As the UK begins to emerge from lockdown, quick service restaurants (QSRs) and other restaurant outlets will be able to reopen to full capacity after many months of closed doors or reduced operations. However, once they are allowed to reopen, how will adopting an omnichannel approach allow them to do so safely and hygienically?
As we enter the early days of the new normal, David Payet, Grocery Retail & QSR Offer Manager, GSV at the payment and transactional services company Worldline, discusses how the pandemic has impacted QSRs, and how increased digital adoption continues to shape their future.
The past year has seen the quick service restaurant (QSR) industry faced with some unprecedented changes and challenges. Social distancing, contact tracing and the sudden need to shift all or most sales online have all meant that businesses in the sector have had to adopt new strategies in order to survive.
As such, we have seen the entire purchase journey change for consumers, from the point of sale (PoS) to collection. Contactless has become a central feature of the QSR industry – even when it comes to deliveries. Digital systems like click and collect have been brought to the fore and greater investment is being placed into innovative technologies like facial recognition and tabletop ordering.
QSRs have felt the heat too
But the truth is, QSR restaurants were already at the forefront of digitalisation in the foodservice industry, even before the pandemic. This may attest to why they have weathered the storm better than other players in the sector.
This doesn’t mean they have been unscathed by Covid-19 though. Currently, there has been no way to make up entirely for the loss of eat-in sales. The best performing QSR in the industry, McDonald’s, experienced a 30% worldwide drop in income and a 68% drop in net profit in the second quarter of 2020.
So, with this in mind, and as we head into the new normal, what payment technologies will help businesses recover from such losses?
Delivery apps may take a toll
By one estimate, the QSR industry has adopted more digital technology in the past year than what it was expected to in the next five to ten years. Almost every QSR outlet in the country will now have some sort of digital technology, from extensive ordering kiosks and bespoke apps in large franchises to Just Eat and Deliveroo ordering in smaller restaurants.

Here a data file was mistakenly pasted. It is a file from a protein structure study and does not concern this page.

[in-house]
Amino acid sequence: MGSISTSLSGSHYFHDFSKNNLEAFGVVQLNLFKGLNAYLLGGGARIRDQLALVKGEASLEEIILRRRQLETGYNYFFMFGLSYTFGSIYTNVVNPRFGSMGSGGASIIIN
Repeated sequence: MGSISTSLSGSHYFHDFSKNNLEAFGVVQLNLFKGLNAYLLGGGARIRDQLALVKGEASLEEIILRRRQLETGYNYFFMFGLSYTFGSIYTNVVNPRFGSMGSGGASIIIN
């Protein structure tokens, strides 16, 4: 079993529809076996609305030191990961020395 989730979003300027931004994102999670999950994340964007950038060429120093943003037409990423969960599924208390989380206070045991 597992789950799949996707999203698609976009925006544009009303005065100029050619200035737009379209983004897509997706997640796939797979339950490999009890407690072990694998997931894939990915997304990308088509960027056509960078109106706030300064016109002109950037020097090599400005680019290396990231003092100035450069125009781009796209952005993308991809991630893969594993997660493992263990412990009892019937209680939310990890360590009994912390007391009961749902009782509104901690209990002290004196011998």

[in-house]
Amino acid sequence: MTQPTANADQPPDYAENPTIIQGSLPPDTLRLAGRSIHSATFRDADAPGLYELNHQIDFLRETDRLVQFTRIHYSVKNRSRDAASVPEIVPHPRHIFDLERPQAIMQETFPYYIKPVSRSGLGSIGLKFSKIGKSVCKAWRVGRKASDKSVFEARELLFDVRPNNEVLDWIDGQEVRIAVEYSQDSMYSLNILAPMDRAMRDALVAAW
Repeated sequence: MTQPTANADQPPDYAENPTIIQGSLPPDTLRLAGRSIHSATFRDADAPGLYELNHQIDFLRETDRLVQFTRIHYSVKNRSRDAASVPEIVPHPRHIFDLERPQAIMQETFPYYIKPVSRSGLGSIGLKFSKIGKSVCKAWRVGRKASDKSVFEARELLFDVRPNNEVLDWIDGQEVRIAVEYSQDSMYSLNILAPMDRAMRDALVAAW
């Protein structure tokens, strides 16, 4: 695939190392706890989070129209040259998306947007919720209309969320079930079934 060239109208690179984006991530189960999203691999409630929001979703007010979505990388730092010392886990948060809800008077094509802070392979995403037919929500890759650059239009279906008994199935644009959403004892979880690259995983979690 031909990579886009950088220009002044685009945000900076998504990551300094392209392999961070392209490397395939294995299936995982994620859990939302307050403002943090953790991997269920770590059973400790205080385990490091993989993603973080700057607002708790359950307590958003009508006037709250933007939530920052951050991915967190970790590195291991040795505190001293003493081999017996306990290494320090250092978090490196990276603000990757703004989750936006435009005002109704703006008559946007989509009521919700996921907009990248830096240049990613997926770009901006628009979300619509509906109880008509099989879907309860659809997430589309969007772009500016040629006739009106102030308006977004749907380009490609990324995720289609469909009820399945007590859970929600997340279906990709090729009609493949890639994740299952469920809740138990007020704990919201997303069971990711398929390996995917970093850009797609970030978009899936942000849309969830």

This dependency on third-party delivery apps for taking orders, processing payments and arranging deliveries could be potentially harmful in the long run though. While using them is currently better than not being able to take orders at all, such apps will cut into profits once restaurants begin to reopen. It also means QSRs can’t take payments directly – everything has to be processed by an intermediary, which could cause issues and add an extra layer of complexity to a company’s payment infrastructure.
This complexity, and the overall challenge of digital transformation, means that some brands may struggle to integrate all aspects of their business with new digital systems. There are still gaps in contactless wallet acceptance, for example, and difficulties in integrating loyalty programs. Starbucks, for example, has a digital version of its loyalty card but doesn’t allow customers who order on Uber Eats or Just Eat to collect rewards.
What’s more, using such apps means that QSRs lose control over their checkout experiences resulting in inconsistencies during the purchase process. In the new normal, when digital innovations are being utilised in restaurants and online, it will be important for businesses to maintain a coherent checkout experience, regardless of whether the purchase is taking place online or not.
Incorporating new solutions in the new normal
When restaurants are allowed to reopen to full capacity, it’s unlikely they’ll be returning to their pre-pandemic business as usual. There are a number of innovations that will help them adapt to changes imposed by the pandemic when it comes to consumer behaviour and new ways of paying.
Using technology that expands upon their current digital capabilities will be a great place to start for QSRs. For example, payments with Apple Pay and Google Pay that enable one-click mobile loyalty subscriptions bypass the need for plastic cards or for merchants to have individual apps by deploying the loyalty card directly to a customer’s digital wallet.
Scan and pay is another interesting technology. Developed originally for the retail industry, the payment model already caters to social distancing measures. In self-service restaurants, it could allow customers to bypass the need to interact with staff entirely by using a QR code to log in to the store itself. Following this, they can scan the barcodes of each item before paying. The technology could even allow QSRs and coffee houses to bring restaurant-style eat-in experiences to customers, who could scan their tables, make orders through an app and wait for food to arrive at the table.
Getting the omnichannel balance right
These solutions alone won’t be truly effective without an integrated, omnichannel experience that connects the dots between online and in-restaurant purchases. Customers are now used to ordering online and the payment experience must be frictionless regardless of where it is taking place. Key technologies and solutions, like tokenisation and reward cards for customers’ online and offline accounts, will help QSRs build a solid foundation where they can progress with their digitalisation and adapt effectively to changes in the new normal.